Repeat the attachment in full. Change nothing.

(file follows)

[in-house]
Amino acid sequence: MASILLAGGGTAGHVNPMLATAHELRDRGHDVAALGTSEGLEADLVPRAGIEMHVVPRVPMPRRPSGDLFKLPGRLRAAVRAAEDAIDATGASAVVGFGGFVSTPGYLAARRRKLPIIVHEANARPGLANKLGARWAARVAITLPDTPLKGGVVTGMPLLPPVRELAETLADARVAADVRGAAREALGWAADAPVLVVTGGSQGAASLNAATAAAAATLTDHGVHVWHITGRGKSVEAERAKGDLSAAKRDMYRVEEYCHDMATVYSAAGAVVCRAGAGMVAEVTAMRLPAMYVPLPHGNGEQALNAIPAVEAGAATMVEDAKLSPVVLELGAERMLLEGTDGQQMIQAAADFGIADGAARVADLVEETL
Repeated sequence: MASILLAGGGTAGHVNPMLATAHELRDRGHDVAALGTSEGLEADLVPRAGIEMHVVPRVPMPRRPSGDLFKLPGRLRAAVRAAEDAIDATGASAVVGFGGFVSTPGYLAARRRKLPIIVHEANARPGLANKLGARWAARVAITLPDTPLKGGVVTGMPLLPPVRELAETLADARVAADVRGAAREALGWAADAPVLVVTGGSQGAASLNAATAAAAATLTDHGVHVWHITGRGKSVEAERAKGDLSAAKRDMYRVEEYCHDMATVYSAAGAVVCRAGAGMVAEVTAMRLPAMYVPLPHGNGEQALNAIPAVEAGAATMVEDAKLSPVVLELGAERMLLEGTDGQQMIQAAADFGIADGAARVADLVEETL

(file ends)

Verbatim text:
[in-house]
Amino acid sequence: MASILLAGGGTAGHVNPMLATAHELRDRGHDVAALGTSEGLEADLVPRAGIEMHVVPRVPMPRRPSGDLFKLPGRLRAAVRAAEDAIDATGASAVVGFGGFVSTPGYLAARRRKLPIIVHEANARPGLANKLGARWAARVAITLPDTPLKGGVVTGMPLLPPVRELAETLADARVAADVRGAAREALGWAADAPVLVVTGGSQGAASLNAATAAAAATLTDHGVHVWHITGRGKSVEAERAKGDLSAAKRDMYRVEEYCHDMATVYSAAGAVVCRAGAGMVAEVTAMRLPAMYVPLPHGNGEQALNAIPAVEAGAATMVEDAKLSPVVLELGAERMLLEGTDGQQMIQAAADFGIADGAARVADLVEETL
Repeated sequence: MASILLAGGGTAGHVNPMLATAHELRDRGHDVAALGTSEGLEADLVPRAGIEMHVVPRVPMPRRPSGDLFKLPGRLRAAVRAAEDAIDATGASAVVGFGGFVSTPGYLAARRRKLPIIVHEANARPGLANKLGARWAARVAITLPDTPLKGGVVTGMPLLPPVRELAETLADARVAADVRGAAREALGWAADAPVLVVTGGSQGAASLNAATAAAAATLTDHGVHVWHITGRGKSVEAERAKGDLSAAKRDMYRVEEYCHDMATVYSAAGAVVCRAGAGMVAEVTAMRLPAMYVPLPHGNGEQALNAIPAVEAGAATMVEDAKLSPVVLELGAERMLLEGTDGQQMIQAAADFGIADGAARVADLVEETL